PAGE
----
Looking back to me, he said, “I no can go … must stay with family.” I stared at him in disbelief. “Listen,” I said carefully, “I don’t trust this guy,” jogging my head towards my driver, “I need you to take me.” He looked at my driver, and then at me. “No, he OK, he take you there … it OK.” My heart sank. I searched his eyes for a long moment, looking for even the remotest warning, but he was perfectly inscrutable. I realized then just how screwed I was. These people – all of them – were more afraid of my driver than they were willing to take my money … and in Saigon, that’s saying a lot. I had no idea where I was, or how to get back to my guesthouse. My heart was racing, and I had to brace myself to keep from shaking.
* * *
“Listen, here’s the deal,” I said to my driver, as we walked back to his bike. “You’re going to take me to my guesthouse NOW. If we drive slowly, I get off. If you don’t take me right there NOW, I get off. If we go anywhere else, I get off. Got it?” Sure, sure no problem.
We rode for a few blocks to the same tune. “Fuck this,” I said. “Stop now. I’m done.” He shrugged and stopped, and I got off, not having any idea where I was going. I turned and started walking back where we had come from … at least it was away from him. Another bike came along, and the driver said, “Where you want to go?” Exasperated, I impatiently showed him my card. “Do you know where this is? Yes? Good. Let’s go.” I hopped on.
We had driven about four blocks when I realized he was doing the same thing as the other guys: riding slowly, continuing in the obviously wrong direction. I completely snapped, panic welling up and filling my cranium, making rational thought difficult. We passed a taxi stopped by the side of the road, I spat directly into his ear, “Stop … the fucking … bike … now. NOW!!!”
Somebody was getting out of the cab as I approached, and he kindly held the back door open for me, rolling down its window as I got in. Not trusting anybody at this point, I backed into the cab, lest he snatch the pack off my back. He shut the door, and I heaved a sigh of relief. I handed my card over the seat, and the driver nodded to me. “Take me there, now. Let’s go.”
Before he could hit the gas, a hand shoved through the open window. It was my most recent driver, asking for money for the ride. Just wanting to get out of there, I reached in my pocket, pulled out a small handful of Vietnamese Dong, and handed it to him. Before I had released the money, and before I knew what was happening, there were two guys coming over the front seat at me, two coming through the right window, and one sitting next to me, shaking fists in my face, gesturing angrily, pawing at my pockets and daypack. I recognized three of them, including my very first driver of the night. I froze in shock, my money still held tightly in my fist, the guy in the window holding onto my fist.
I screamed at the taxi driver to “DRIIIIVE!!!” and he sat there impassively, sheepishly glancing at my terror-stricken face in the rear-view mirror.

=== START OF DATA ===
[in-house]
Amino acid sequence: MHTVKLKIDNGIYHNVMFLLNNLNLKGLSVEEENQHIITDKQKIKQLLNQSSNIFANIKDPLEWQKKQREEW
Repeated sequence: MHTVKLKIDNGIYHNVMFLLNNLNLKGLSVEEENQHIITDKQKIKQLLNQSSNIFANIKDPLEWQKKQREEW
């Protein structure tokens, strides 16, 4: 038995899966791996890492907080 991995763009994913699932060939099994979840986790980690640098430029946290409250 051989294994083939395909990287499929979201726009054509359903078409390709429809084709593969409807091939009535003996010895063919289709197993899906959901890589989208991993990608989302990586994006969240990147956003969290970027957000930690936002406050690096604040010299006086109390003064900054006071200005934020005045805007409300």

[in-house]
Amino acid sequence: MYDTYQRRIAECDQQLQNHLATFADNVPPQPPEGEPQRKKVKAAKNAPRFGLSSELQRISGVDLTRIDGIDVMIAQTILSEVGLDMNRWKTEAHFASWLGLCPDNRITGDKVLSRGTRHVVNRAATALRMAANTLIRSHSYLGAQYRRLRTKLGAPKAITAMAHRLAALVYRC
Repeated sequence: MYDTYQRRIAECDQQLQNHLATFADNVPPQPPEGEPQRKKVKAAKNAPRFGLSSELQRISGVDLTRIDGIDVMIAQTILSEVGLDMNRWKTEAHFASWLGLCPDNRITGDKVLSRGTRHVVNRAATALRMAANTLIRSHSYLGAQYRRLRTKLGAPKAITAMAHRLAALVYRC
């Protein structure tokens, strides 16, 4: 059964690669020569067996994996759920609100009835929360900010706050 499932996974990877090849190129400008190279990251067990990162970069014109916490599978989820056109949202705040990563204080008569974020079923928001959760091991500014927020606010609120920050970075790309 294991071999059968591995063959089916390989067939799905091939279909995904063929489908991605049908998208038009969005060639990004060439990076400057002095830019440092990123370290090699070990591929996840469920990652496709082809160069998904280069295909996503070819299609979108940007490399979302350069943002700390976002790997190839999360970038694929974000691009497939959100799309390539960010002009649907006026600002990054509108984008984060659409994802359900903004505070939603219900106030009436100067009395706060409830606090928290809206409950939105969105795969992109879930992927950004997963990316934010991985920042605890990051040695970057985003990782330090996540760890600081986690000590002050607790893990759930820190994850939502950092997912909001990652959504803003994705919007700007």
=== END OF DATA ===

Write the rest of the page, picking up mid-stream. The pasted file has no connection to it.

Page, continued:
Right then, it all came crashing home and sank in with a despondent surge: it was all a set-up from the very beginning, the entire thing – even the taxi driver. It was a highly elaborate, well coordinated, and perfectly timed scam, all of it. It was perversely beautiful in its own way, but somewhere in my head it registered that they weren’t going to put this much orchestration into a scam without getting their money’s worth. I was in deep trouble now.
I have no idea where this came from, but what went through my head at that moment still shocks me. “Fuck this. Fuck these guys,” I thought. I was absolutely livid, and I completely lost my shit. I went feral.
I did the quick math that I just needed to get the guy who was inside the car OUT, and if I got the driver to drive, the other guys would fall off the car when he took off. Focusing on the guy sitting next to me, I started throwing my elbow at his head, screaming at him to get out. I simultaneously screamed at the top of my lungs at the driver, “Fucking drive! Go! Go!! Fucking DRIIIIIVE!”
I suddenly remembered I was still holding a couple bucks worth of Dong in my fist, and I let it go, thinking it might placate them just enough to give me a window of opportunity. It worked. He pulled back through the window to count it. When he realized it was mere pocket change, and came back at me, I punched him as hard as I could in the face.
This shocked him, and the entire melee of the car suddenly paused for a second to process what I had just done. As the guys in front started to pull back, the guy inside the car leaned across me to see the money I had handed over. Seeing my opportunity, I grabbed his belt and shoved him viciously out through the open window into the arms of his dumbfounded friends.
I quickly reached up and grabbed the driver by the back of the neck, kicking the back of his seat for emphasis. “DRIVE!! NOW!! YOU STUPID MOTHER FUCKER DRIVE OR I’LL FUCKING KILL YOU!! NOWWW!!” He looked around scared as hell, and not seeing my assailants, he hit the gas. I pounded on his seatback. “FASTER!!! GO GO GO!!”
* * *
My heart was pounding into my cranium to the point I couldn’t hear myself. I couldn’t think straight. I continued screaming at the driver, who understood not a single word of what I was saying, but certainly got the idea. I threatened him, everything he owned, his family, his friends, his pets, if he didn’t take me where I wanted to go right that … fucking … MINUTE! I punched his seatback a few more times to drive the point home.
I kept swinging around to see if we were being followed as we headed back towards the brighter lights of downtown Saigon. I began to breathe almost normally again as I recognized landmarks I had passed earlier in the day.
I had him drop me several blocks from my guesthouse, so he wouldn’t know where I was staying, and threw some money at the back of his head. I honestly don’t know why I paid him, but I did.
* * *
As I got out and started walking, two small street children approached and eyed my pockets hungrily. I turned on my heel and sneered in a low, vicious tone, “If you so much as THINK of touching me, so help me God, I will fucking KILL you right here and now. Have you got that?” As they scurried off in terror, tears welled up in my eyes. These were children, for God’s sake; had I really been reduced to this?
I tried to get a grip on myself … to get a grip on what had happened. It was then I realized that I didn’t know where Tom was … they had split us up. He could be dead, for all I knew. And then, unbelievably, there he was walking down the street towards me. “What happened to you?” Got mugged. “Me too.” Tom hadn’t been as lucky: they had attacked him outside of the taxi, and got all the money he had been carrying.
Walking slowly back to the guesthouse, we passed a police station. We decided to report the muggings. The policemen half-listened to our story, looking bored and uninterested, smoking languidly astride their motorbikes. Two chuckled mockingly to each other as we talked; one got up and just walked off. Either they didn’t care, or they were on the take too. I put a hand on Tom’s arm, stopping him in mid-sentence. “Screw these guys, Tom,” I said, shooting them a look. “Let’s get out of here.”
“Will,” Tom said, as we closed the guesthouse door behind us, “what would ya say ta gettin’ a boat to Cambodia tomorrow?”
“You know, Tom … I’d say that’s the best decision we’ve made all day.”